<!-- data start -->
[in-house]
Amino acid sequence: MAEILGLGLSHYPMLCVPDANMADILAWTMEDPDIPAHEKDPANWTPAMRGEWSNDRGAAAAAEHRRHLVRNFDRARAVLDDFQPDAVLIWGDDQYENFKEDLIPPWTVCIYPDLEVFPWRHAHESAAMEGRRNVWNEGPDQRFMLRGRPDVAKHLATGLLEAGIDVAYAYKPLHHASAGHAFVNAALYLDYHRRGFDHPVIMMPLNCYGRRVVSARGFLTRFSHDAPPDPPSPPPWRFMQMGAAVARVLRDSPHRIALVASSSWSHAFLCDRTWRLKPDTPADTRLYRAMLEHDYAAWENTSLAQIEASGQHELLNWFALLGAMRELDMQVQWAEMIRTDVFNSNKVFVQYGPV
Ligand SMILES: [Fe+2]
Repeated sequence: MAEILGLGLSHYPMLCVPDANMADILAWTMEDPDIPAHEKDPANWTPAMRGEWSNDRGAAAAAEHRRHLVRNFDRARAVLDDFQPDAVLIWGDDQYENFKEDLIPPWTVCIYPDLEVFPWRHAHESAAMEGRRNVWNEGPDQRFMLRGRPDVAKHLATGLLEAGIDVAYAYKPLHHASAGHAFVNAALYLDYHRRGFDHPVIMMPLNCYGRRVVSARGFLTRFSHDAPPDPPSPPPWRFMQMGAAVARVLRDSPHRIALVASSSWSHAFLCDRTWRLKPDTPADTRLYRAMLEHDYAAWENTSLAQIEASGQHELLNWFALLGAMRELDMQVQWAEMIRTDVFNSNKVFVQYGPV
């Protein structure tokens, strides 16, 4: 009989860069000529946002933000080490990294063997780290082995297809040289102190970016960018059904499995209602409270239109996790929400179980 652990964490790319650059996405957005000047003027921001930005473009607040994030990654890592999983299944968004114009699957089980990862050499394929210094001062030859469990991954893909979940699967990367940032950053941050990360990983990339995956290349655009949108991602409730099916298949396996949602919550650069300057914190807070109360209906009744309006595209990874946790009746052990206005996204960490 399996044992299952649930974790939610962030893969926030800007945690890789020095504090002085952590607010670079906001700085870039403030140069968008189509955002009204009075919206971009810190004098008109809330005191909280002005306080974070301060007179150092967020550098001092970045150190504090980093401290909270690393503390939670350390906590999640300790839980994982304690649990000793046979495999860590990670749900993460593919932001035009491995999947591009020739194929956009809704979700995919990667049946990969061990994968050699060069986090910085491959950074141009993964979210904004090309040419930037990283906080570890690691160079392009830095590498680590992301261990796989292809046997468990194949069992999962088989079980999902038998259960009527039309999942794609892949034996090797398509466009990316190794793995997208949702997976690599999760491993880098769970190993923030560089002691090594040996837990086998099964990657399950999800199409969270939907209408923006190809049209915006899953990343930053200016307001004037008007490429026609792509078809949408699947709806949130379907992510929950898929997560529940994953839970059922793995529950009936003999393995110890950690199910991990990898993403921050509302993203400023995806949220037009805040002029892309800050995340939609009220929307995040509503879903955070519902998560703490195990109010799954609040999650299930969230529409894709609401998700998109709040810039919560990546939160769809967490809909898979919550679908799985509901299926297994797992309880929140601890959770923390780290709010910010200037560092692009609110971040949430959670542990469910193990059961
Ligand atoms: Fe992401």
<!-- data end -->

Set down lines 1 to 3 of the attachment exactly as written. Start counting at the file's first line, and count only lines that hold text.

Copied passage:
[in-house]
Amino acid sequence: MAEILGLGLSHYPMLCVPDANMADILAWTMEDPDIPAHEKDPANWTPAMRGEWSNDRGAAAAAEHRRHLVRNFDRARAVLDDFQPDAVLIWGDDQYENFKEDLIPPWTVCIYPDLEVFPWRHAHESAAMEGRRNVWNEGPDQRFMLRGRPDVAKHLATGLLEAGIDVAYAYKPLHHASAGHAFVNAALYLDYHRRGFDHPVIMMPLNCYGRRVVSARGFLTRFSHDAPPDPPSPPPWRFMQMGAAVARVLRDSPHRIALVASSSWSHAFLCDRTWRLKPDTPADTRLYRAMLEHDYAAWENTSLAQIEASGQHELLNWFALLGAMRELDMQVQWAEMIRTDVFNSNKVFVQYGPV
Ligand SMILES: [Fe+2]